ALISON WATT is known for her elusive paintings of swirling material, but now she has unveiled her first artwork woven in real material - a tapestry for Scottish Opera.
The painter was present for the "cutting off" ceremony at the Dovecot studios, Edinburgh, where the tapestry has been made for the last nine months.
The tapestry, worked on by up to four weavers at any one time, is 18ft 4in by 13ft 9in and will decorate the new foyer of the Theatre Royal, Glasgow.
Entitled Butterfly, it has been designed by Ms Watt, with the weaving led by Dovecot's Master Weaver, Naomi Robertson.
The work will be installed in the theatre's new foyer this summer, hanging over three floors.
In keeping with tradition the weavers did not cut the tapestry from the loom themselves - the threads were cut by Ms Watt, as well as the chairman of Dovecot, Alastair Salvesen; its director, Elizabeth Salvesen; Ian Robertson, Theatre Royal chairman; and Colin McClatchie, Scottish Opera chairman.
The inspiration for the tapestry is opera, in particular the story of Cio-Cio San, the central character to Puccini's opera Madama Butterfly.
The design by Ms Watt references Oriental art as well as the obi, the sash worn as part of the Japanese kimono.
Ms Watt worked with Naomi Robertson and Dovecot to create the tapestry based on her design.
This process began in January 2013, with weaving beginning in August last year.
Ms Watt said: "I was very aware of Madama Butterfly playing an important role in the history of Scottish Opera. It was the first opera its founder Sir Alexander Gibson conducted for Scottish Opera and also his last.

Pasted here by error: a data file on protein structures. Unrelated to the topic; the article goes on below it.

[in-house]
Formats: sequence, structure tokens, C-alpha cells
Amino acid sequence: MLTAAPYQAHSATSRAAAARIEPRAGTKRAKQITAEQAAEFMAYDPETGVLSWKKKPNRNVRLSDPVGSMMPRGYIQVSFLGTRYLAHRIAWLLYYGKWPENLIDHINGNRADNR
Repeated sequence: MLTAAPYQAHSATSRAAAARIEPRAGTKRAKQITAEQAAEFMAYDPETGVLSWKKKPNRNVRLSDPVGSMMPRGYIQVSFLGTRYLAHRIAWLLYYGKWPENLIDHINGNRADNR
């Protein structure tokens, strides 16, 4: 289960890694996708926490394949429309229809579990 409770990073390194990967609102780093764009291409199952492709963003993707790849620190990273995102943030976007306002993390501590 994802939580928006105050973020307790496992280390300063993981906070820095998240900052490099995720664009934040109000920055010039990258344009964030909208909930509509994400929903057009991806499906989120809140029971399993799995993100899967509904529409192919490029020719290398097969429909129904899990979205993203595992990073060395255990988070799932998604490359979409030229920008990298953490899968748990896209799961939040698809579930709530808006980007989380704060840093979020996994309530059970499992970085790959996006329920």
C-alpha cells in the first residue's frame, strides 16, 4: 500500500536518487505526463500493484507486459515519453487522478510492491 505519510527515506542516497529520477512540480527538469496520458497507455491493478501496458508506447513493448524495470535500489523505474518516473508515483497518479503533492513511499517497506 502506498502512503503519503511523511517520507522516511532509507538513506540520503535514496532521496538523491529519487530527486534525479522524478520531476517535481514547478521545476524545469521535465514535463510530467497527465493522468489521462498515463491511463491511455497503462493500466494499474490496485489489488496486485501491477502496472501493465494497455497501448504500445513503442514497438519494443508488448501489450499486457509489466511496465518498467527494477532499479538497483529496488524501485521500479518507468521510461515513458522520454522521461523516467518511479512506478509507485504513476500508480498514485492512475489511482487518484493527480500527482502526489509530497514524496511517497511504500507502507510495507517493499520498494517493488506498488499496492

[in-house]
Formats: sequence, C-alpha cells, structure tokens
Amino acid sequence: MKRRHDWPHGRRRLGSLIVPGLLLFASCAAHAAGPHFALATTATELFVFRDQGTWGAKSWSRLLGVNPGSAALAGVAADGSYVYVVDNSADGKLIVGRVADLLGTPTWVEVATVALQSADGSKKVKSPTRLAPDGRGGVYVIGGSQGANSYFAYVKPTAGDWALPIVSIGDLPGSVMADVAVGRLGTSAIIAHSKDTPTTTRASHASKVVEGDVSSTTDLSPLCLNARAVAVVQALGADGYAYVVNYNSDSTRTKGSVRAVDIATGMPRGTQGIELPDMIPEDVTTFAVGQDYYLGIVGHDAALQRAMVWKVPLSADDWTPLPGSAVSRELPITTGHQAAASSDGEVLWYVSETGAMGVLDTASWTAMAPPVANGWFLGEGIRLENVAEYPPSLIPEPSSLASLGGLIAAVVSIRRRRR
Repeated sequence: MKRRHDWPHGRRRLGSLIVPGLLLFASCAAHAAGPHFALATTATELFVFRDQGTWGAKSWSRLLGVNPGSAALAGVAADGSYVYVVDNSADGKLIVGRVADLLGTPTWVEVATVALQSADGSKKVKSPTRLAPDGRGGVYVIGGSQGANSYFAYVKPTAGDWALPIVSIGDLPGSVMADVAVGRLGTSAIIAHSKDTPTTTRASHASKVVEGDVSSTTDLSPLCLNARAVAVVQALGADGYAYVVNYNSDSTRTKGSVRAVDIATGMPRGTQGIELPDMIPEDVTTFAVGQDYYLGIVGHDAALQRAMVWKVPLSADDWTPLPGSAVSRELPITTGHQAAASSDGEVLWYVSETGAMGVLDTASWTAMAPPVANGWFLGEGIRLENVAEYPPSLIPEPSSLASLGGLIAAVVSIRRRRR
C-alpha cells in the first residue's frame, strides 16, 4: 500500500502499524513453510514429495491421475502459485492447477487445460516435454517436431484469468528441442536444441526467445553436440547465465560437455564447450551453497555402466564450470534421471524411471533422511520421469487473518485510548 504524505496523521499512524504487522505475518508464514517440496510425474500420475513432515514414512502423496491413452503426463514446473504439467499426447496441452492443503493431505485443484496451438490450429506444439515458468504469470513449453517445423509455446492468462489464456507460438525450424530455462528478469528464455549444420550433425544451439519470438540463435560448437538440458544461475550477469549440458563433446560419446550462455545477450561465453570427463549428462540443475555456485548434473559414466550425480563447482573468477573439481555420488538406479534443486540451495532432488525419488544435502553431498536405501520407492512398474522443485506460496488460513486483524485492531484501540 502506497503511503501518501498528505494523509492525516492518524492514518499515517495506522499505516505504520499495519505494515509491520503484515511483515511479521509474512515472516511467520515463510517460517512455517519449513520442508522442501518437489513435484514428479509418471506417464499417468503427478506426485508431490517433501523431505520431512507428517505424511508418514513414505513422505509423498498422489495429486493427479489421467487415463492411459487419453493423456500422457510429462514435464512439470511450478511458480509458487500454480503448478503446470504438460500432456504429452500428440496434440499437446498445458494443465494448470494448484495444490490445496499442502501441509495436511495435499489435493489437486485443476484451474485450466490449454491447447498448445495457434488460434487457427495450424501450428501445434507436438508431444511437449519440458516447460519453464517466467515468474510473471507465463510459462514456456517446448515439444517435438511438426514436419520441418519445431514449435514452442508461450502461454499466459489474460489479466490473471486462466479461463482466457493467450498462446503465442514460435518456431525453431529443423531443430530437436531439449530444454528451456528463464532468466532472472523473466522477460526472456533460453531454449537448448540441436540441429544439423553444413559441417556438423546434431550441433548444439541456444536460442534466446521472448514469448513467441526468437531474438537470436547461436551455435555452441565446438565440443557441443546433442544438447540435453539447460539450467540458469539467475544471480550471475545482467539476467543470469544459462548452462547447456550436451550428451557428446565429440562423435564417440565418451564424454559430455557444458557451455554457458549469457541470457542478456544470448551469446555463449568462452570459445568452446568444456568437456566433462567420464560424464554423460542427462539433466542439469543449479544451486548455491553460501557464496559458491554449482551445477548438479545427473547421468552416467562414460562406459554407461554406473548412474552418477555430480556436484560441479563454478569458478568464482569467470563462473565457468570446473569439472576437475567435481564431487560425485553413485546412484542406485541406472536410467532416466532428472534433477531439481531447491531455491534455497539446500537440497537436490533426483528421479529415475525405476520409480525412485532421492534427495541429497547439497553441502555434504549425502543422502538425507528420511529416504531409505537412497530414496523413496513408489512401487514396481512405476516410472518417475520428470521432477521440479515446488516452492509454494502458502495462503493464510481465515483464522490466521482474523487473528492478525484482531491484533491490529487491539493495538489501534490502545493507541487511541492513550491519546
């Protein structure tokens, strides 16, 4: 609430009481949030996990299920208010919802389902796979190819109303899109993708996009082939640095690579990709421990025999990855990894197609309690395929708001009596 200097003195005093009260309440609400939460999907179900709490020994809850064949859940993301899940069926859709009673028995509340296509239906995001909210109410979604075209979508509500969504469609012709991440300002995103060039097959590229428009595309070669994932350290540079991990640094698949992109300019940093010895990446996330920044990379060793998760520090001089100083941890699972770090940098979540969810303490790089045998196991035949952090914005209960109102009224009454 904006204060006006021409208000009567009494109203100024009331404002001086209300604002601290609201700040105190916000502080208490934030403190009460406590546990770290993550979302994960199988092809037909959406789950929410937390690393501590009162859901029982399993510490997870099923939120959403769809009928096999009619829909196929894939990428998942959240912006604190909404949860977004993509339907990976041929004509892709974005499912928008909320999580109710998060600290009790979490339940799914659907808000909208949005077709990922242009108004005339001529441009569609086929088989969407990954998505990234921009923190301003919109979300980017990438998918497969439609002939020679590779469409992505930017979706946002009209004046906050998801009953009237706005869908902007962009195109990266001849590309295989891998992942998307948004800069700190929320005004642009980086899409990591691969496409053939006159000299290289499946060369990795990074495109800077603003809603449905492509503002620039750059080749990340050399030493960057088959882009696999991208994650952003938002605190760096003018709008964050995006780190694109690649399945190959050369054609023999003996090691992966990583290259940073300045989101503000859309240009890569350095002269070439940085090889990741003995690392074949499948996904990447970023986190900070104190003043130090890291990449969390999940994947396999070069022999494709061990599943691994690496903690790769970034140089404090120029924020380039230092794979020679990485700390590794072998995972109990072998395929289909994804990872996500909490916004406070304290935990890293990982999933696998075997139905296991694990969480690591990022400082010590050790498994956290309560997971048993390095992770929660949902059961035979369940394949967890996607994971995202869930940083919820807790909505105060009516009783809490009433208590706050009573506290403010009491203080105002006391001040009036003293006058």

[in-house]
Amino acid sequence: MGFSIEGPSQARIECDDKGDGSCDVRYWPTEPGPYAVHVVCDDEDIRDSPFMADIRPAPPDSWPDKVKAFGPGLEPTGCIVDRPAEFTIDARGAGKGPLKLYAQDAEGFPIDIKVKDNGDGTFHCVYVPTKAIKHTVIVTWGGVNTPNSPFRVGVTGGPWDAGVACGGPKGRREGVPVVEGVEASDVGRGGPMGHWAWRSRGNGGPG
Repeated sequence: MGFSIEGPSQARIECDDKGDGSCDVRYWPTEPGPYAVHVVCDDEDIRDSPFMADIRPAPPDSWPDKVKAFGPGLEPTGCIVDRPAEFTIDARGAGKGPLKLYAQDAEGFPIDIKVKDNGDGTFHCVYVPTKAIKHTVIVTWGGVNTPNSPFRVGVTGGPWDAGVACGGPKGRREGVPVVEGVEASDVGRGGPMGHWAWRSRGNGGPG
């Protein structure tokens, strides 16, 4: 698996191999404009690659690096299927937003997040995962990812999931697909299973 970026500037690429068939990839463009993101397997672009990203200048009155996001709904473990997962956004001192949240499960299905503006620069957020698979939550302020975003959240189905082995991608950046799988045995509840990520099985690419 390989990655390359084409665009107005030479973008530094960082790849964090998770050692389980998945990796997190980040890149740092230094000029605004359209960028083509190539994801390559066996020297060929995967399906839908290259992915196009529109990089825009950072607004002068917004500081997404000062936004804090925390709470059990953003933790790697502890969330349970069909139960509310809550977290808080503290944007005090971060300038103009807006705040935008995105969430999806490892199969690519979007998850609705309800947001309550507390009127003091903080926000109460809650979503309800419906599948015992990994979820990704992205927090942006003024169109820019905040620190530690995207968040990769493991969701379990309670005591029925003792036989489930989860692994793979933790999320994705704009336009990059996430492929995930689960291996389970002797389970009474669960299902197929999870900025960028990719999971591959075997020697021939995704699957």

"I wanted to create a piece that echoed the great drama and atmosphere experienced through live performance and from the beginning Madama Butterfly has always been my inspiration."
Ms Robertson added: "It is always extremely exciting to create a new piece of work in collaboration with an artist.
"The sampling process, where we worked together in intensifying the colour choices, took us a number of months and it was a creative challenge to find the most suitable technique for the weaving itself that could achieve seamless gradation of colour."
David Weir, director of Dovecot Studios, said the work was "Dovecot tapestry at its best, drawing together many rich ingredients ... a powerful and dramatic tapestry, full of subtle gradations of colour and texture."
Alex Reedijk, general director of Scottish Opera, said: "This beautiful tapestry is the perfect bridge between the 21st century natural materials of the new foyers and the 19th century lush, gilded interior of the auditorium."
On cutting the tapestry from the loom, Ms Watt said: "It was a very nervous and emotional moment, because I have never unveiled something that I haven't seen before.
"I suddenly felt very attached to the work. When I was cutting it they said 'there's no going back now' and I felt that."
Scottish Opera soprano Catrin Aur, currently in the company's production of Madama Butterfly, sang at the ceremony.